Thirteen years ago, when I stepped into the darkened confines of South Block, the cupola-topped complex that houses our Ministry of Defence, for the first time, I didn’t know that my first day as a defence correspondent would also be a tremendously fortuitous one. It was the day I would meet a soldier from the Special Forces for the first time.
I had been dispatched by my newspaper to introduce myself to officials and spokespersons at the ministry, shake their hands and begin navigating the bewildering world of defence reportage. Instead, my first full conversation that afternoon was with a man who, like me, appeared to be waiting for an appointment. I knew just enough to recognise he was no regular soldier; he belonged to the Indian Army’s fearsome Para Special Forces.
The soldier would be the first of innumerable such soldiers I would encounter in the course of my reporting duties. But as a budding journalist cast into the deep end of a difficult subject, I could think of nothing that I needed more than those fifteen minutes with the Major (he never told me his name, and I didn’t ask) to open shutters to the most fascinating, awe-inspiring and terrifying side of our military. The launch of Operation Jinnah has afforded me a chance to revisit that fleeting memory I had salted away. I started by asking him what compelled him to opt for the Special Forces.
Signing up for the Special Forces is entirely voluntary. The drop-out rate is a staggering 70 per cent. From initial training to probation to final operational training in the field, a fraction of the original number finally become Special Forces men. I asked the officer why he chose to join the Special Forces at all. His reply: ‘If I’m going to be in the military, I want to be the blade that does the cutting. Every time.’
Images from military demos and ceremonies like Republic Day reveal the basic weapons and equipment in service with the Indian Special Forces. These include the now ubiquitous Israeli Tavor TAR-21 assault rifle and Galil sniper rifle. A whole arsenal of support weaponry and gear exists that you’ll never see or hear about, since procurement information is frequently privileged and masked.
For instance, the Indian Navy’s MARCOS operate old Italian-built Cosmos miniature two-man submarines, soon to be replaced by Indian-built swimmer delivery vehicles for undersea assault and sabotage operations. Para-commandos are also rumoured to already operate VTOL (vertical take-off and landing) drones in some parts of Jammu & Kashmir. A MARCOS officer I once spoke to said, “Warriors are the biggest weapons here. Everything else is just an enabler. But life-and-death enablers. What you see is what we’re allowed to show you. Anything else would be a risk to us in operations.”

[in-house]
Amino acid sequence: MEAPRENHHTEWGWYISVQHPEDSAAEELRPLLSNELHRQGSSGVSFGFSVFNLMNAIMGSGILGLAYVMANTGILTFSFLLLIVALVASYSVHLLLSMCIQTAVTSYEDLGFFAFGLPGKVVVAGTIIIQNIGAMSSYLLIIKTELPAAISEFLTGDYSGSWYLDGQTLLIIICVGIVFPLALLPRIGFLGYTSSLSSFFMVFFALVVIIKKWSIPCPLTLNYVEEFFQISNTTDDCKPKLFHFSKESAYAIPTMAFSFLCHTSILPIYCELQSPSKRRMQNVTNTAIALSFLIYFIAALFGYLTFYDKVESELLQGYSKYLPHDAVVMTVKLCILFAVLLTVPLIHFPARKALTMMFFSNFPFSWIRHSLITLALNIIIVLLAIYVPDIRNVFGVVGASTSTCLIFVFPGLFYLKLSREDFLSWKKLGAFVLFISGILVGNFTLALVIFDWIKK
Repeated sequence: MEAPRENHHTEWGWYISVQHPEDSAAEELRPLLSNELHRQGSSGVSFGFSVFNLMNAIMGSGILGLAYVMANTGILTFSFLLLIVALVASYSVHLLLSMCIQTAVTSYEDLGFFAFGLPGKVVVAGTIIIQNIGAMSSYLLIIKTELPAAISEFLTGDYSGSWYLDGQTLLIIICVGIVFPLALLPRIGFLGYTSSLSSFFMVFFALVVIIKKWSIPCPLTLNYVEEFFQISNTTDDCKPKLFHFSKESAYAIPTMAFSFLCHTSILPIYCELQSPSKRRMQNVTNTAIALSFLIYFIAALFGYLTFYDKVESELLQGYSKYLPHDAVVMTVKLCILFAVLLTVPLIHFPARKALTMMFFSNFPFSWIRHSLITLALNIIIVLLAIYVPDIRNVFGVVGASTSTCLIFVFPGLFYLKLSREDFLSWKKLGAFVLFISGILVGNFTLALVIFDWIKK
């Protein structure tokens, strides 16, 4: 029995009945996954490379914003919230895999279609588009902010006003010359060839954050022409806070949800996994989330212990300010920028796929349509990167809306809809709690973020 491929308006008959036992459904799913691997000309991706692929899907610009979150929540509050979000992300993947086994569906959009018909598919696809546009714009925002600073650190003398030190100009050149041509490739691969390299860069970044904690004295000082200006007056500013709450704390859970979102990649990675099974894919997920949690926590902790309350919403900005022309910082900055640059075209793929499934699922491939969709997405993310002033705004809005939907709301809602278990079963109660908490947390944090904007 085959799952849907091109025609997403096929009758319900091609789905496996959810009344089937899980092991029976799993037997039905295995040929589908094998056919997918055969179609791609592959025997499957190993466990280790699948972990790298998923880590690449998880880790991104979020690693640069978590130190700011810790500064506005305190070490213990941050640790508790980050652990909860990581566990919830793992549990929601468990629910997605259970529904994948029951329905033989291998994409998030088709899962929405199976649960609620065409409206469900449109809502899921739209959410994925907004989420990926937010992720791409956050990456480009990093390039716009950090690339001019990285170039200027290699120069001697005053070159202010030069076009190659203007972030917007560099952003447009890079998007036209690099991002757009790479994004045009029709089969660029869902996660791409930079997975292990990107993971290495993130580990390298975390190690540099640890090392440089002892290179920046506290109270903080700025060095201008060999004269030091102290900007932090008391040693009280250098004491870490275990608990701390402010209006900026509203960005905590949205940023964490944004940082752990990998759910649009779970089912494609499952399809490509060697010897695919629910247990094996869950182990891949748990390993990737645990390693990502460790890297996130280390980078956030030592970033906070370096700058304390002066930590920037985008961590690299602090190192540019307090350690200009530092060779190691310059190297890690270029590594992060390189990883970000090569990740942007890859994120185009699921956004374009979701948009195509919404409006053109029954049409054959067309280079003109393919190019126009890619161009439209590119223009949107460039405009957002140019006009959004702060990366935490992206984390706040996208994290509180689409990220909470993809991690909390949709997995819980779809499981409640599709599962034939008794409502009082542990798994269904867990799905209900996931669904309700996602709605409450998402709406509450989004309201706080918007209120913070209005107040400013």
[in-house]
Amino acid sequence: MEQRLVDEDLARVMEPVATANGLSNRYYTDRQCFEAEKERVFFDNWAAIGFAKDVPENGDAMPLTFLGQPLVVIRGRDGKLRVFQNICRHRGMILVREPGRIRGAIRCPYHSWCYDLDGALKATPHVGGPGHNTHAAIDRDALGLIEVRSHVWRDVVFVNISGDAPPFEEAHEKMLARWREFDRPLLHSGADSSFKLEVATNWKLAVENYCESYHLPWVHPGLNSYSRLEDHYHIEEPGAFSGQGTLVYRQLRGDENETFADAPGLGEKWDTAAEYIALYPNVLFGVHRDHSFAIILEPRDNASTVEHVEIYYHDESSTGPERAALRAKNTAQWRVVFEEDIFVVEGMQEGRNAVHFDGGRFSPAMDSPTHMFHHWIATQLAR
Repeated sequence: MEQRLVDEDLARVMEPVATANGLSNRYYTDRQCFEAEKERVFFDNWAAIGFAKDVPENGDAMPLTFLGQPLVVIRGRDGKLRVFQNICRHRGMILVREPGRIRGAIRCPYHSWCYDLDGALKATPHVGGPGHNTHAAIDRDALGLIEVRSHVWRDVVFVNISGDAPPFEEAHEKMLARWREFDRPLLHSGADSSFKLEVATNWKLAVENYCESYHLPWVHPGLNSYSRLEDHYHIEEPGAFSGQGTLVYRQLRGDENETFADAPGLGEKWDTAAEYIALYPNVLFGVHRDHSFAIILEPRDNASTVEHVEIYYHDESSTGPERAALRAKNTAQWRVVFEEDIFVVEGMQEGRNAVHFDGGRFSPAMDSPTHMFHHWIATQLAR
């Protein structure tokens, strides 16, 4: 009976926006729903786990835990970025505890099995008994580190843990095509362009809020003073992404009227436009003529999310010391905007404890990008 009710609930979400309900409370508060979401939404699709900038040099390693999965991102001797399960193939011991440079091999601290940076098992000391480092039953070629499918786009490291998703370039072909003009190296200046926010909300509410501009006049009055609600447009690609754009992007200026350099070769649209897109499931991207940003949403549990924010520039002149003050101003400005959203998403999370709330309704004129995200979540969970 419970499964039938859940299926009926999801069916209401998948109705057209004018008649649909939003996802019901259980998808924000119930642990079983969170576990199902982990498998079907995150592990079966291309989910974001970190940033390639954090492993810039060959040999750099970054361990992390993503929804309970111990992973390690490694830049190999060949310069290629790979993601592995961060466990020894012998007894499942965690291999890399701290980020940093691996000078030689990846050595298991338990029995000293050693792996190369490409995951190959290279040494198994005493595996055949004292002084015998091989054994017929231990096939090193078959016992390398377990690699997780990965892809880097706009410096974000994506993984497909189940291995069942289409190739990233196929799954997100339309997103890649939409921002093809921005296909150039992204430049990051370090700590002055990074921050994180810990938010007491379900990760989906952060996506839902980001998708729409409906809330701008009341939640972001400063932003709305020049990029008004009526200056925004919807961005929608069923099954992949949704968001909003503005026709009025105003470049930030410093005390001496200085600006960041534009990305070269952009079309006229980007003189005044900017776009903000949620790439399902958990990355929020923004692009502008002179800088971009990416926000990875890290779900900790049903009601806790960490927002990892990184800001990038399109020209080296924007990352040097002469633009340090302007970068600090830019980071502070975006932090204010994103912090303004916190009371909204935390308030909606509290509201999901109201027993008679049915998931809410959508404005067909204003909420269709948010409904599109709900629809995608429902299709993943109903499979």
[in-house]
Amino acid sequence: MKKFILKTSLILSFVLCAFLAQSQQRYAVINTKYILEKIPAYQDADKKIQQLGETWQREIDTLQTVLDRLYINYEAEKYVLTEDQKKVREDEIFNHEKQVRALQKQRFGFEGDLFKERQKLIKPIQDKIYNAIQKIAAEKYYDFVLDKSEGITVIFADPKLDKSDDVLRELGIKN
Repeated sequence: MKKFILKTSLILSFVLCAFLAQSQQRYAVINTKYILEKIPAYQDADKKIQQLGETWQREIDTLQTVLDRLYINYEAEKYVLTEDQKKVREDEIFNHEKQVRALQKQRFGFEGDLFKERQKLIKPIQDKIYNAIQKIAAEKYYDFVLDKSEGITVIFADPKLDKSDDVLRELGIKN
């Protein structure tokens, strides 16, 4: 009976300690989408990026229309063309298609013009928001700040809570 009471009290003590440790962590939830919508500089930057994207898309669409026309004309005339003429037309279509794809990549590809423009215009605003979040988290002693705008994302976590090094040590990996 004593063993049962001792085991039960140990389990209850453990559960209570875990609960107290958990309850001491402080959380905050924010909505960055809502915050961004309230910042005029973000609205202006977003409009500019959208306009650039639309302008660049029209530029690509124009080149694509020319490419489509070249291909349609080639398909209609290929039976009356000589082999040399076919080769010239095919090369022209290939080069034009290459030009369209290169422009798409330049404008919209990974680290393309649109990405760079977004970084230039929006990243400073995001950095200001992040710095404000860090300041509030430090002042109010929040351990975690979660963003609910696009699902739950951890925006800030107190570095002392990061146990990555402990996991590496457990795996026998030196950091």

While the Indian Navy’s MARCOS and Indian Air Force’s Garud special forces remain ever-ready for combat (as is the National Security Guard), it is the Indian Army’s Para-SF units that are permanently deployed in hostile theatres for quick reaction offensive operations. Teams from two of these units went across the Line of Control last September to destroy terrorist launch-pads. The MARCOS remain deployed at Kashmir’s Wular Lake, the only operations site where the naval special forces are permanently deployed.
The Para-SF, the largest of the military special forces, has just over 5,000 warriors spread across eight battalions, deployed largely in Jammu & Kashmir and the North-East. With the use of the Para Special Forces increasing dramatically in the last 18 months, the security establishment is said to be contemplating increasing the number of such units to maybe a dozen, and nearly 8,000 Para Special Forces warriors. Some experts believe it is the separation of the Special Forces from the Army’s Parachute Regiment (an airborne infantry regiment) that will fully reveal the capabilities and worth of SF warriors, and that the current numbers are fully adequate for India’s requirements.
However, forget the Special Forces, the Indian Army doesn’t accept women entrants even in regular combat arms like the infantry, artillery or armoured corps yet. Women officers populate regiments like Signals, Engineers, Army Aviation (Air Traffic Control), Army Air Defence, Electronics & Mechanical Engineers, Army Service Corps, Army Ordinance Corps, Intelligence Corps, Army Education Corps and Judge Advocate General branches. There’s mixed news elsewhere too.
The US still doesn’t have a single female applicant for the US Navy SEALS and no successful applicant for the Green Berets (US Army Special Forces) even a year after doors to all special forces and combat arms were opened to women. On the other hand, Norway recently revealed Hunter Troop, the world’s first all-woman special forces training unit.
As fierce debate prevails, several proponents and experts believe that while women ought to be permitted to choose any regular combat stream, they would particularly be well suited for special forces operations. Missions where the difference between life and death isn’t just physical strength, but survivability, endurance and relentless mental toughness.